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Episode 004 - The Hero's Journey

Published by: David Garfinkel on 05-15-2017





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Birds and airplanes don’t always get along so well. Just ask Sully Sullenberger, the Air Force Academy graduate. On January 15, 2009, Captain Sullenberger was piloting a commercial flight on an Airbus A320 as it took off from New York’s LaGuardia Airport—and the plane ran smack-dab into a flock of birds.

Both engines went out immediately. One caught fire. Sullenberger quickly decided there was only one way he could save the lives of the people on the the plane, and that was to do the impossible: land it on the Hudson River. It was a risky move, but he correctly concluded it was his only option.

What happened next has been called “The Miracle on the Hudson.” Captain Sullenberger and his co-pilot Jeff Skiles made a safe landing on the icy river. All 150 passengers, 5 crew members, and both pilots of U.S. Airways Flight 1549 were rescued safely.

That’s a truly heroic story. And, it’s a perfect example of what mythologist Joseph Campbell calls “The Hero’s Journey.” This kind of story can work very well sometimes in sales copy. Yet at other times, a hero’s journey is the worst possible kind of story you can use.

We’ll cover what a hero’s journey is – a six-step formula. When this kind of story works in your copy, and when it doesn’t.

How to create your own hero’s journey.

But first, let me tell you a true story about copywriting:

Copy is powerful is powerful… it’s SO powerful. I’m going to give you some really powerful new strategies today. And then, you’re responsible for how you use what you hear on this podcast. You. Yes, you! Most of the time, common sense is all you need. But if you make extreme claims… and/or if you’re writing copy for offers in highly regulated industries like health, finance, and business opportunity… you may want to get a legal review after you write and before you start using your copy. My larger clients do this all the time.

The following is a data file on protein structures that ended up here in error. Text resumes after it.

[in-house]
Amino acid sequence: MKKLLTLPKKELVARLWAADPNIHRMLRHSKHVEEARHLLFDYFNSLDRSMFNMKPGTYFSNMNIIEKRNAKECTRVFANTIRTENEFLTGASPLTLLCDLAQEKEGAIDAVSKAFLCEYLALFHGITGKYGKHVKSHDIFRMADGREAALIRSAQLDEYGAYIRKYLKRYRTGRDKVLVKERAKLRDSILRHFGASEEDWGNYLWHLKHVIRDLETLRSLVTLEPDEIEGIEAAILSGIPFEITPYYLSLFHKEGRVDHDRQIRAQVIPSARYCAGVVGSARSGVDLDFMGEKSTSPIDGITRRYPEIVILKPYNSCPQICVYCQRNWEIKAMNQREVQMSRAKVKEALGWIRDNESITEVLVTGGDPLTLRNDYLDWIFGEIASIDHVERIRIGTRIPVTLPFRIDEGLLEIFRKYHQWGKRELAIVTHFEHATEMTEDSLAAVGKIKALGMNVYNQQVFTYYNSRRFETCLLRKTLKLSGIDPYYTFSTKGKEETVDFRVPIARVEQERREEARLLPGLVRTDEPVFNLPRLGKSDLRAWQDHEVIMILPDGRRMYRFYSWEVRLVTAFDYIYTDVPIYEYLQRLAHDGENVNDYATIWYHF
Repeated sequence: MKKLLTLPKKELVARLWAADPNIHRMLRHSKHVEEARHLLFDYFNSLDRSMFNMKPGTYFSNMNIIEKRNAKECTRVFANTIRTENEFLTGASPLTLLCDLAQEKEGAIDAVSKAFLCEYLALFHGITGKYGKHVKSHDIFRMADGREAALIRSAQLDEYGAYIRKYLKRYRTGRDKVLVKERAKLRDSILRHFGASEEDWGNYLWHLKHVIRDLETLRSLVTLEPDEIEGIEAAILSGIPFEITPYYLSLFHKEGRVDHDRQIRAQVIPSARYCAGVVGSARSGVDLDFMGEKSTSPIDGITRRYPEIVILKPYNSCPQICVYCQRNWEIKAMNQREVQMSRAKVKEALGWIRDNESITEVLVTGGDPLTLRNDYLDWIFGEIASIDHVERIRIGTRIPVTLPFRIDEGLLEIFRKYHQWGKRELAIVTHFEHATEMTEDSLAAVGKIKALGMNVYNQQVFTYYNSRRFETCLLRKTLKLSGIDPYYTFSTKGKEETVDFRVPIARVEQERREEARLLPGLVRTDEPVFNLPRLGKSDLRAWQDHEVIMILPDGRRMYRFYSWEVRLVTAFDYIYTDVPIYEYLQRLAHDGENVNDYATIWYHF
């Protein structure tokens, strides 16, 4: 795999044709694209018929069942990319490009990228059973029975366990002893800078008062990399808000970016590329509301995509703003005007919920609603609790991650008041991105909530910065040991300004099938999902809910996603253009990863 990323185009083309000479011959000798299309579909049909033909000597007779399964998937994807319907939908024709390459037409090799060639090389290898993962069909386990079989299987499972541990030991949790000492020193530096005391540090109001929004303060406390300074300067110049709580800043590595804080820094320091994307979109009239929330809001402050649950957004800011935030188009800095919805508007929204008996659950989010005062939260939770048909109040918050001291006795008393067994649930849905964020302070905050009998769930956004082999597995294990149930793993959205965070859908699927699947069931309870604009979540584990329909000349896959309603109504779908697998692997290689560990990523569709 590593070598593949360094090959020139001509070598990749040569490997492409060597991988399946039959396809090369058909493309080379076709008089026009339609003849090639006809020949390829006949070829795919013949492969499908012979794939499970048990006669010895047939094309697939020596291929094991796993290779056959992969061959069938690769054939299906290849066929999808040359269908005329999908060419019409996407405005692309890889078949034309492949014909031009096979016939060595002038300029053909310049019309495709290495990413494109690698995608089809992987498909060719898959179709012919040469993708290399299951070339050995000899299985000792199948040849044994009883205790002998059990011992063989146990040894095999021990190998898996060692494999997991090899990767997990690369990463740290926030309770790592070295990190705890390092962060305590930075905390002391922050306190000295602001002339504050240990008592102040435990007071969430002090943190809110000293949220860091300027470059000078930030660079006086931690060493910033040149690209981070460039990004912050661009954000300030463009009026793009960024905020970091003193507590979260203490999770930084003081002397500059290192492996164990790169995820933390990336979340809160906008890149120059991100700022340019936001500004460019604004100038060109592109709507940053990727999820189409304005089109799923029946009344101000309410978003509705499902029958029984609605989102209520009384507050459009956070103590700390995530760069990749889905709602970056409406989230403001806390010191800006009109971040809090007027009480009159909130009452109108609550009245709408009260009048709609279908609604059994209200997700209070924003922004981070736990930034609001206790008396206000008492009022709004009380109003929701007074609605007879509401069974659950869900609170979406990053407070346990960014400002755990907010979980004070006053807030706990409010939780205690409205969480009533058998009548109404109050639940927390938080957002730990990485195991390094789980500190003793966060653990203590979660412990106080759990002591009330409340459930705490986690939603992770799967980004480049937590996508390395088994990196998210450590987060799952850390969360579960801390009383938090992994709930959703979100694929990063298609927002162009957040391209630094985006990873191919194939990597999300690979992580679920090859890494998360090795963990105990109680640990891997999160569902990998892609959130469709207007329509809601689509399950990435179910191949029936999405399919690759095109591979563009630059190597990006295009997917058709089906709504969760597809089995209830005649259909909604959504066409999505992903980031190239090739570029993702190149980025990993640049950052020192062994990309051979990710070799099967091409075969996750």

What are the elements of a hero’s journey story?

you have an ordinary person on a typical day, who is suddenly thrown into a MISSION (Captain Sullenburger, another day, another flight)
the MISSION gradually becomes more and more crucial, and difficult (bird strike! No engines)
the ordinary person is now walking the path of a HERO (he’s evaluating his options, but all the doors close except landing the plane on the river. He has no other choice. None.)

At a crucial point, the mission becomes a matter of life-and-death. Either literally or symbolically

Happy ending – hero overcomes insurmountable odds, wins, then goes on to share what he learned with others (wisdom)

Tragedy – hero fails, dies.

My own hero’s journey

Trying to make a living as a writer after my big corporate gig

Things got worse and worse; debt; tax problems; relationship blew up

I discovered copywriting

I HAD to make it work

Abacus letter – I died a thousand deaths writing it, but, it worked. Company went on to make $40 million with it over the course of a decade

People started asking me to teach them copywriting

I started to put out products, write books, and become The World’s Greatest Copywriting Coach